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Q&A with Jacci Humble

Mrs. Pacific Northwest Universal 2021

By Abigail Thorpe

Photo by Kiersten Patterson Photography

Jacci Humble is a wife and mother, a Christ-follower, and a nurse by profession and artist by hobby. She’s also Mrs. Pacific Northwest Universal 2021. The family moved from Jacci’s home state of Kentucky in the summer of 2012 and have since fallen in love with the culture, beauty and vibrancy of Sandpoint. When she’s not serving in the busy ER, Jacci spends time with her family, creating art, and advocating for those affected by infertility and chronic, debilitating reproductive diseases.

Q. How did you get involved with the Mrs. Universal pageant system?

A. This year has certainly brought some struggles for many of us, with sicknesses and battling various challenges with this pandemic, and as a working emergency department nurse I found myself right on the frontline. Working in the environment that I do, I was anxious about the virus, what it would look like for our town, how it would affect my family and myself, and ultimately how it would impact this place we all call home. I needed an outlet, a haven from days and hours spent in isolation with patients, and I needed, most of all, a light and something to look forward to. I needed a goal.

I have only competed in one pageant prior to this one several years ago and loved being able to meet other women whose goal is to empower and impact their communities for the good. I figured this would be a good goal to set for myself in the future and something I could use my free time training for that would take my mind off all that has come along mentally and otherwise with this pandemic.

Q. What has been the most rewarding or exciting part of your Mrs. Universal experience?

A. For years I battled and struggled with infertility and a chronic, debilitating reproductive disease. I have been hearing the Lord say for a few years now to “use your voice.” I only this year felt like I walked into what that meant. Our voice, our truth, our history and story have influence and impact, and there is power in sharing our story with others.

This pageant system requires a platform, and what that means is that we spend our year advocating for a passion or organization and spreading awareness of that same passion with others. My platform is Infertility Awareness and Advocacy, as there is one in six women impacted by infertility, and one in 10 impacted by endometriosis. I am one in six and I am one in 10, and there is power in my story. I want to light the match that shines a light in the darkness of those that need hope and light in their own journey, and I want to be someone who shows support and inspiration to those currently in the battle. Advocating for others and standing up for them and beside them has by far been the most rewarding experience so far.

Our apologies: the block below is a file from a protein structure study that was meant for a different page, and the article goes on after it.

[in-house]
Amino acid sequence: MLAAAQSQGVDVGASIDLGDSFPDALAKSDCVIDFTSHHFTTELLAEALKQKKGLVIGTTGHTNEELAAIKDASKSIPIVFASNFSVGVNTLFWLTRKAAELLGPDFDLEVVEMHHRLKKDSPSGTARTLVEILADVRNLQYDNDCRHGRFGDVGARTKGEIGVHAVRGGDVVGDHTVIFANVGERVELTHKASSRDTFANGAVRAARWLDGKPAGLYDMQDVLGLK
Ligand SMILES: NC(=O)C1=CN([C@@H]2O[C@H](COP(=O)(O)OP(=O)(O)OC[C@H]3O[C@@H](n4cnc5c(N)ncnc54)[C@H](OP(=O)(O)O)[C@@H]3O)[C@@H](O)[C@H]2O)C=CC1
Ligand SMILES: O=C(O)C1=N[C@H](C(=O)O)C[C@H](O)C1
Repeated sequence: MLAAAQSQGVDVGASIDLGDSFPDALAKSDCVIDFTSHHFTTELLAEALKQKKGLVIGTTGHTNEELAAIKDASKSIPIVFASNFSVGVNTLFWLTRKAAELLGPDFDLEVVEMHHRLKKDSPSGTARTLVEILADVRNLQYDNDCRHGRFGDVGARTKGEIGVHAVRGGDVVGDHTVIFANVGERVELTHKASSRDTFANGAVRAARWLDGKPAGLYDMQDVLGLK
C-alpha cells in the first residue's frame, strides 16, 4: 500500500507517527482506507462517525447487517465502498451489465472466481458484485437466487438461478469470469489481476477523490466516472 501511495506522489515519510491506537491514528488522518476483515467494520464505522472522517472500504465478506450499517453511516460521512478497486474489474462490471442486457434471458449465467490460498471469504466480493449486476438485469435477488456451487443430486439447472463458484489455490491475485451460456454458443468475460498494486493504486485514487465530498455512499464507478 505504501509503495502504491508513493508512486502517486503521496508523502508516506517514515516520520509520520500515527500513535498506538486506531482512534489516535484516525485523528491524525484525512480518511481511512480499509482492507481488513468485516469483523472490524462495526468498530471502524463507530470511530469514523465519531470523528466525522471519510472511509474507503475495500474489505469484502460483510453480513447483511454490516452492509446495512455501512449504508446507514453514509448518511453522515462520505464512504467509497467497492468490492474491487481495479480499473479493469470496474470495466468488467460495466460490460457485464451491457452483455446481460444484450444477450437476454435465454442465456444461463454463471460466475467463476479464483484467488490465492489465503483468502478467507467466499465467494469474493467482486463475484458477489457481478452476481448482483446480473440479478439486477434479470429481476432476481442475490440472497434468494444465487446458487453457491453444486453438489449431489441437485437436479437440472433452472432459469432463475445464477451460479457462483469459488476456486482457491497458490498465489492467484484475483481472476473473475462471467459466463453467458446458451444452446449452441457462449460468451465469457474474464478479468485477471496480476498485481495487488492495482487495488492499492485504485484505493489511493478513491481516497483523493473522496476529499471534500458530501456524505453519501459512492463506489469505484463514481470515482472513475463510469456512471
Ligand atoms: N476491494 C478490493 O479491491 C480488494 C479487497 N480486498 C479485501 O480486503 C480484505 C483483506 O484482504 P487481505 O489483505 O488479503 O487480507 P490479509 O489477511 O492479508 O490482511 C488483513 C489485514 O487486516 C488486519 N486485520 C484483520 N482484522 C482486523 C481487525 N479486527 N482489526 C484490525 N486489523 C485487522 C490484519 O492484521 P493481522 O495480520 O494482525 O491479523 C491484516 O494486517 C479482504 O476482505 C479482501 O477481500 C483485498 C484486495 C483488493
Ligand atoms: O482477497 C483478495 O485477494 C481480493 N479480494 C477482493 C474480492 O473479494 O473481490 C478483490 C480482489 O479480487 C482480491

Q. What are you most passionate about, both in your free time and in your journey with Mrs. Universal?

A. Leaving a legacy of light and a trail of joy. Someone once asked me what I wanted my legacy to be, and in the words of that Thomas Rhett song “Be the Light,” the lyrics “in a world full of hate be the light” came to mind. I want to leave a trail behind me of light and joy. Advocating for others and shining a light in their dark and helping them find joy beyond their circumstances has been healing for me. I am passionate about this legacy, and I want to pass it down to my children and so on. Joy is a choice and happiness is an emotion, and I am trying daily to choose joy on purpose.

Q. Are there any specific causes, charities or nonprofits that you are actively involved with?

A. I am an active board member of Life Choices pregnancy center, whose vision is to see women and families succeed no matter what the life circumstances are. I currently am working with other board members and am an auction committee member on our fall fundraiser. This year we are thinking outside the box and working on ways to raise money for the organization by doing the silent portion of the auction online and live streaming the live auction so those who wish not to come in person can still be a patron and participate.

The second nonprofit I serve on the Board of Directors for is IdaHope Families. On this board I am on the legislative committee and I edit and create, with the guidance and input of the Executive Director (Christine DeNova), the monthly newsletter. Finally, I am a member of the 101 women organization in Sandpoint. This is a group of women who gather and unite with purpose to donate to a local organization a grant of $10,000 biannually.

Q. What has been a piece of advice or experience that you’ve carried with you and that has impacted your life for the better?

A. Being a truth teller and having compassionate open-ended communication with others has gotten me through so many life experiences. Being a truth teller and being someone who keeps the line of conversation open with others is a compassionate tool that has really impacted the way I do my job, the way I parent, the way I am as a wife and a friend. It is embedded in my character, and I think that is the most valuable advice I can give. Be honest, in a compassionate way, and show up for others and listen.

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